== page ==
The ad hominem argument, literally “against the person “, is one of the most common fallacies and consists in disqualifying the interlocutor with some personal attack and not attending to their reflections. In other words, it seeks to discredit an argument through the personal disqualification of the individual who supports it. The misleading dimension of the ad hominem attack is evident: instead of focusing the criticism on the thesis defended by the interlocutor, an individual attack is chosen.
With the intention of defending certain ideals, it is quite common for people to exchange positions and points of view as if it were a dialectical competition . As a general rule, we all want to be right and for that we use some strategy to dismantle our opponent’s arguments.
There are arguments that have a valid structure , such as deductive ( reasoning is deductive when the conclusion depends on the validity of the premises) or inductive (in inductive reasoning the truth of the premises allows the truth of the conclusion to have a certain degree of probability). However, there are ways of thinking that have a misleading dimension and are known as fraudulent arguments or fallacies. Ad Hominem Argument
An illustrative example
In a parliamentary debate, two deputies debate the problem of unemployment. Deputy X argues that unemployment could be solved by betting on public employment and Deputy Y claims that such a position cannot be defended by Deputy X because his children are unemployed and, therefore, his analysis of unemployment is unfounded. This attack on the person is a fallacy because someone’s family situation does not prevent their ideas from being valid. Ad Hominem Argument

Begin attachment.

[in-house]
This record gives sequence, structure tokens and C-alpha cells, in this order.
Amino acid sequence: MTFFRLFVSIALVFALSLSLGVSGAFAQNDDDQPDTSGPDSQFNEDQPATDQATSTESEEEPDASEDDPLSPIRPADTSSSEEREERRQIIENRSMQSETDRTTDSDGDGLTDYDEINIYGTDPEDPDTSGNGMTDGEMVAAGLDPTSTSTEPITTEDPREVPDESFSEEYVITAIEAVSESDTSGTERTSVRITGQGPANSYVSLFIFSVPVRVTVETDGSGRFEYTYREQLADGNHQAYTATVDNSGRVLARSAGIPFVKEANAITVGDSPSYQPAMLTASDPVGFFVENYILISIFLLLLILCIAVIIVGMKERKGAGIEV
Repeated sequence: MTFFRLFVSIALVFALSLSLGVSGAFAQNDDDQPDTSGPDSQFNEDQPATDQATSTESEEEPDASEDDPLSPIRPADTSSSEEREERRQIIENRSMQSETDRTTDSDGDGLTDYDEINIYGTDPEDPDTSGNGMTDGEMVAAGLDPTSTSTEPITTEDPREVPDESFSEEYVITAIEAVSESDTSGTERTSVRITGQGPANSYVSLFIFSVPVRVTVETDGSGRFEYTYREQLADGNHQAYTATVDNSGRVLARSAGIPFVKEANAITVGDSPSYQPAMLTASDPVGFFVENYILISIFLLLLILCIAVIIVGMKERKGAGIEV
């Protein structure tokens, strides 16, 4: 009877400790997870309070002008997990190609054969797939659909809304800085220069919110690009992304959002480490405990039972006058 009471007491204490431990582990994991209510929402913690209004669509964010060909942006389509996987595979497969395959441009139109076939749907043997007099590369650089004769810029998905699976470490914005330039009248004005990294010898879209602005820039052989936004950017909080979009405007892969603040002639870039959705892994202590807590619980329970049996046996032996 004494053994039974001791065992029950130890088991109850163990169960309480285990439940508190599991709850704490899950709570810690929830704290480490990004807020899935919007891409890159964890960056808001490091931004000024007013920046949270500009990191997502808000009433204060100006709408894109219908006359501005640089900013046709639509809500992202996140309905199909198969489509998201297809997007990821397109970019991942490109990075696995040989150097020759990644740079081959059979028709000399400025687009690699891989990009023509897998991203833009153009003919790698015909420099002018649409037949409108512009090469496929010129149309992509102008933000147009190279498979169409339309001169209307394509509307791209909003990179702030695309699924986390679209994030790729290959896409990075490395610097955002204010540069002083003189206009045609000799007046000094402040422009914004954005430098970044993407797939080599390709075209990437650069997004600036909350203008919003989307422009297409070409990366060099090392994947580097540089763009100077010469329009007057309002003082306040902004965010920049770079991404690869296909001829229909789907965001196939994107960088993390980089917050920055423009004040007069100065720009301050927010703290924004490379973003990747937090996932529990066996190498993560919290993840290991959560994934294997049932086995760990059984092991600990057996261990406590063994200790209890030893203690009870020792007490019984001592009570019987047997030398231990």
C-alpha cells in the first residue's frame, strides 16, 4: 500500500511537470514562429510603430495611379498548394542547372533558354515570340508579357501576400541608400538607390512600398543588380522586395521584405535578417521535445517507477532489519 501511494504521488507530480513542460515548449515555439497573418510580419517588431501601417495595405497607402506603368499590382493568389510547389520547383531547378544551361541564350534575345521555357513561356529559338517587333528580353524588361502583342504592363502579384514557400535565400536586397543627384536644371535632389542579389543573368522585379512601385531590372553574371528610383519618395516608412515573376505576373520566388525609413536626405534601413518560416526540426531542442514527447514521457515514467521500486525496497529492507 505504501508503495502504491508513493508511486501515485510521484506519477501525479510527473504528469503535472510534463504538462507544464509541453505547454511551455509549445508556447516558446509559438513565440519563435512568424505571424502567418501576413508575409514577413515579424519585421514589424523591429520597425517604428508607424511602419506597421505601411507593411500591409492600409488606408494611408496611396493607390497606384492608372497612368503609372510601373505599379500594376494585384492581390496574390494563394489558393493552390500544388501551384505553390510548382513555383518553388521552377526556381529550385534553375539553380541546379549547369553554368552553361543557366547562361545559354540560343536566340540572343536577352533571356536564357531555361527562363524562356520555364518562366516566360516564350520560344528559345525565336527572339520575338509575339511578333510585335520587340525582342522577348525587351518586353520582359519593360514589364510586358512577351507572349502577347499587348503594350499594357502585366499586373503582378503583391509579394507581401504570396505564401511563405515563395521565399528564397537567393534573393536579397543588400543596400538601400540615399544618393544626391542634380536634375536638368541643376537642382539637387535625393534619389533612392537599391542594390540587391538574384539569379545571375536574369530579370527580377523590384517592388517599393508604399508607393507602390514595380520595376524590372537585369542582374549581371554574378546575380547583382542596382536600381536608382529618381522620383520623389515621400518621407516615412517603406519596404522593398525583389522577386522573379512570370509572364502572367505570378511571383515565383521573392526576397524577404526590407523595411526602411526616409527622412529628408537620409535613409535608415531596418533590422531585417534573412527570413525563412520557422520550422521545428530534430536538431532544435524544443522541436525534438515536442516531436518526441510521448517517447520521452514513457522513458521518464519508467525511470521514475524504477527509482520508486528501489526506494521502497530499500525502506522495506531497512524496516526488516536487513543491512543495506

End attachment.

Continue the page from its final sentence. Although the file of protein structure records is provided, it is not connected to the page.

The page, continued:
On the other hand, it is distinguished that this type of personal attack also disqualifies the person who uses it to argue their point of view.
The ad ignorantiam fallacy is commonly used to defend the existence of God and the opposite idea
In addition to the ad hominem argument, there are others that are based on some logical inconsistency, such as the ad ignorantiam fallacy. With this argument, it is intended to reach a conclusion that cannot be denied or refuted. Thus, there are people who claim that God exists because it is not possible to prove that he does not exist.
There are also people who resort to this fraudulent argumentative approach to demonstrate the opposite thesis, namely, that God does not exist because it is not possible to prove his existence. Ad Hominem Argument